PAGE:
Integrity lies beyond honesty
Everyone knew that Abraham Lincoln was a capable lawyer, but he was
very choosy when it came to accepting cases. One day, Lincoln listened
to a client for some considerable time and then gazing abstractedly on
the ceiling, he swung around his chair and told him, “Well, you have a
pretty good case in technical law, but a pretty bad one in equity and
justice. You will have to get some other fellow to defend you. I cannot
possibly do it. While talking to the jury, I would be thinking,
‘Lincoln, you’re a liar,’ and I believe I should forget myself and say
Although some of the lawyers practising at present may not endorse
Lincoln’s views for obvious reasons, his ideas confirmed that he was a
man of integrity. At a time psychology, philosophy and jurisprudence had
not developed, Lincoln along with several other men and women stood by
their principles without going along with the crowd.
The word “integrity” comes from the Latin adjective “integer” meaning
“whole or complete.” Integrity is the inner sense of “wholeness”
deriving from qualities such as honesty and consistency of character.
When Ethics was a subject for the Advanced Level examination a few
decades ago, students learnt that integrity was regarded as the honesty
and truthfulness or accuracy of one’s actions.
Sense of satisfaction
Integrity is not merely a concept of academic interest. As we grow
old, we often sit back and reflect on things we have accomplished. We
often wonder whether our lives were well spent or wasted. If a man can
feel a sense of satisfaction with the way he had lived his life, he will
enjoy integrity, a basic sense of wholeness or of being complete.
Abraham Lincoln, a paragon of
If a man is unable to feel a sense of satisfaction, he will be
overwhelmed by a sense of despair. During the retirement years, a man’s
prime concern should be to achieve ego integrity. Those who are unable
to do so can look back on their lives with a sense of satisfaction.
Those who are not fortunate to do so have the tendency to dwell on the
mistakes of the past and bemoan the paths not taken.
As a result, they will contemplate with bitterness the fast
approaching death. Facing death stoically in a spirit of acceptance is
far superior to wallowing in regret and resentment.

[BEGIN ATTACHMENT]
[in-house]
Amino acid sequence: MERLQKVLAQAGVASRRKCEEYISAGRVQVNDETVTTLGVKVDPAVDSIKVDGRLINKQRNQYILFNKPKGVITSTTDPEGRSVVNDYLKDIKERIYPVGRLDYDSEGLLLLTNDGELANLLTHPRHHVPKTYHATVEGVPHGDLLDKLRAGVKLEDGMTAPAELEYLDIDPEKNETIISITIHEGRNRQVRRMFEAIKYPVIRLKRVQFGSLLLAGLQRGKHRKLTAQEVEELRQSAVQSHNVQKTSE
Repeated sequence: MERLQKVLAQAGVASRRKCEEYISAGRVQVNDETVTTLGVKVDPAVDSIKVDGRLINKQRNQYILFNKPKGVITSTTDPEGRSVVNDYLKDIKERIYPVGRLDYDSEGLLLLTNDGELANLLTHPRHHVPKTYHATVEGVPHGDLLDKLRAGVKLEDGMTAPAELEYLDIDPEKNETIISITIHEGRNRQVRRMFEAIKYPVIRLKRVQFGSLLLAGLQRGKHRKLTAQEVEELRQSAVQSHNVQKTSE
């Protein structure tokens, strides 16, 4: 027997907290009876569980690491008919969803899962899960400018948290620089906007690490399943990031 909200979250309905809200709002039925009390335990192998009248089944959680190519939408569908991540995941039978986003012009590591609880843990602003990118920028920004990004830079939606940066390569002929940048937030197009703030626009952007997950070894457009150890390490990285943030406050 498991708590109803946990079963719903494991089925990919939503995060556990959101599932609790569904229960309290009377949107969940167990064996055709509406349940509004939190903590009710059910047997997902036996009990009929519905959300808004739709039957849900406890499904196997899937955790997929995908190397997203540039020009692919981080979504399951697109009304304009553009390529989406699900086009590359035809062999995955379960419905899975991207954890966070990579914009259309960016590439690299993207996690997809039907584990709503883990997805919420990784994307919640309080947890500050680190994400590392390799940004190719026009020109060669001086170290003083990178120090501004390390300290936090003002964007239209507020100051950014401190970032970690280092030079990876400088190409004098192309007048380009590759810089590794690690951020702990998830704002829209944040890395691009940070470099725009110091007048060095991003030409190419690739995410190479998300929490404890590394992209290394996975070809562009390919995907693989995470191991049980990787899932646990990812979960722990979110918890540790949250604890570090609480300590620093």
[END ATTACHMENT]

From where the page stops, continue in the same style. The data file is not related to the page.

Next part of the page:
We can draw inspiration from men and women of integrity who are no
longer with us. Confusius, the celebrated Chinese philosopher, believed
that a person’s first duty was to be virtuous. While Abraham Lincoln
applied integrity to law, United States Congresswoman Barbara Jordan
remained a model of honesty in politics. Martin Luther King led the
Reformation Movement against the existing church with honesty and
Philosophers down the ages considered integrity in the context of
accountability. On many occasions integrity serves as a measure of
willingness to adjust a value system to maintain or improve its
consistency. Lincoln as a lawyer did just that before declining to
defend one of his prospective clients. Sometimes integrity, as a virtue,
gives rise to moral responsibility.
On the other hand, integrity involves personal honesty or acting
according to one’s beliefs and values. Philosopher Ayn Rand considered
that integrity does not consist of loyalty to one’s subjective whims,
but of loyalty to rational principles.
In common parlance, we use the word “integrity” to refer to a single
“absolute morality” rather than to the assumption of a value system. In
this sense, “integrity” conveys no meaning to those with differing
definitions of “absolute morality.” Then it becomes a vague assertion of
perceived political correctness or popularity. In other words, integrity
is synonymous with virtue in a moral sense.
Law Professor Stephen L. Carter says that integrity needs three
steps: “Discerning what is right and what is wrong. acting on what you
have discerned, even at personal cost; and saying openly that you are
acting on your understanding of right from wrong.” Prof. Carter regards
integrity as being distinct from honesty.